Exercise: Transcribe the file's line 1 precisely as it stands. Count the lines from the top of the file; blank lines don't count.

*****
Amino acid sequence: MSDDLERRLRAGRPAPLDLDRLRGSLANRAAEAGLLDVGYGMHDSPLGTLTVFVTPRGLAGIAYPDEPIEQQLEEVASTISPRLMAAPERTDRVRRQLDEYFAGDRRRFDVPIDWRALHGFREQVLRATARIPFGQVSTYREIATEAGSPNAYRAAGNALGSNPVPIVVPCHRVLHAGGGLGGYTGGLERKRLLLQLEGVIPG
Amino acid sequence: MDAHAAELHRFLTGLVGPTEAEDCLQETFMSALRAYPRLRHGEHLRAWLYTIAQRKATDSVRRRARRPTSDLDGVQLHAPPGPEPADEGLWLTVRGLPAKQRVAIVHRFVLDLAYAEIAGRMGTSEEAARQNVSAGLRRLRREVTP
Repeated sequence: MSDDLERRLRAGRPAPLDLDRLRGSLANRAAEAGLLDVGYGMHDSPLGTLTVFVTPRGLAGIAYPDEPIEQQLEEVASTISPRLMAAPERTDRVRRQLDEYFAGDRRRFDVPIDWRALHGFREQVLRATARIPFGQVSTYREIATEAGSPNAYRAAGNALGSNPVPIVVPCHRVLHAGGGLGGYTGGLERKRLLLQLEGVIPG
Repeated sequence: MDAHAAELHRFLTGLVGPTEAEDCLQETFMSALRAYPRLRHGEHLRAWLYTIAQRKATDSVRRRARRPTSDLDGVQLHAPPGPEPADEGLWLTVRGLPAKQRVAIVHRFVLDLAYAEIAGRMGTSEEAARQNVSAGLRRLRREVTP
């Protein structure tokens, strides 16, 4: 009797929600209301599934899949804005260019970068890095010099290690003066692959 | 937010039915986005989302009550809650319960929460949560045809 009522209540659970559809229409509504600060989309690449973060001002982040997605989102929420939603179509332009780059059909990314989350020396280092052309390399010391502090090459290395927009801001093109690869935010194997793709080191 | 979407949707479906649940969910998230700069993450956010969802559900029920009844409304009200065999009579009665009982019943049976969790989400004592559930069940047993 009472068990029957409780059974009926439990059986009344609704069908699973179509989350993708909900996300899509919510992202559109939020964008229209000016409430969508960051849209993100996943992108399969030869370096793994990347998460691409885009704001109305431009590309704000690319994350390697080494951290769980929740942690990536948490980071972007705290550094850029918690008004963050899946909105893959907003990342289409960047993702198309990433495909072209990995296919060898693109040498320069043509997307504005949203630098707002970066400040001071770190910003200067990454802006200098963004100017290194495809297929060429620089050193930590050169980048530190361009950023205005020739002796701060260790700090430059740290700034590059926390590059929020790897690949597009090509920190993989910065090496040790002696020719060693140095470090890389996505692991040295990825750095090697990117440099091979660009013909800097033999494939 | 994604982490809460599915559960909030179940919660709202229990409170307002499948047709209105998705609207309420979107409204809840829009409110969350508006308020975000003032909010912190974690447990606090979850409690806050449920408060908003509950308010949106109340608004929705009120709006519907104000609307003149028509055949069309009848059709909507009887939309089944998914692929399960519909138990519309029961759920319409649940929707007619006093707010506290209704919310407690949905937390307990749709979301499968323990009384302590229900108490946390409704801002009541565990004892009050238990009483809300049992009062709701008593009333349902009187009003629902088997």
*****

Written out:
Amino acid sequence: MSDDLERRLRAGRPAPLDLDRLRGSLANRAAEAGLLDVGYGMHDSPLGTLTVFVTPRGLAGIAYPDEPIEQQLEEVASTISPRLMAAPERTDRVRRQLDEYFAGDRRRFDVPIDWRALHGFREQVLRATARIPFGQVSTYREIATEAGSPNAYRAAGNALGSNPVPIVVPCHRVLHAGGGLGGYTGGLERKRLLLQLEGVIPG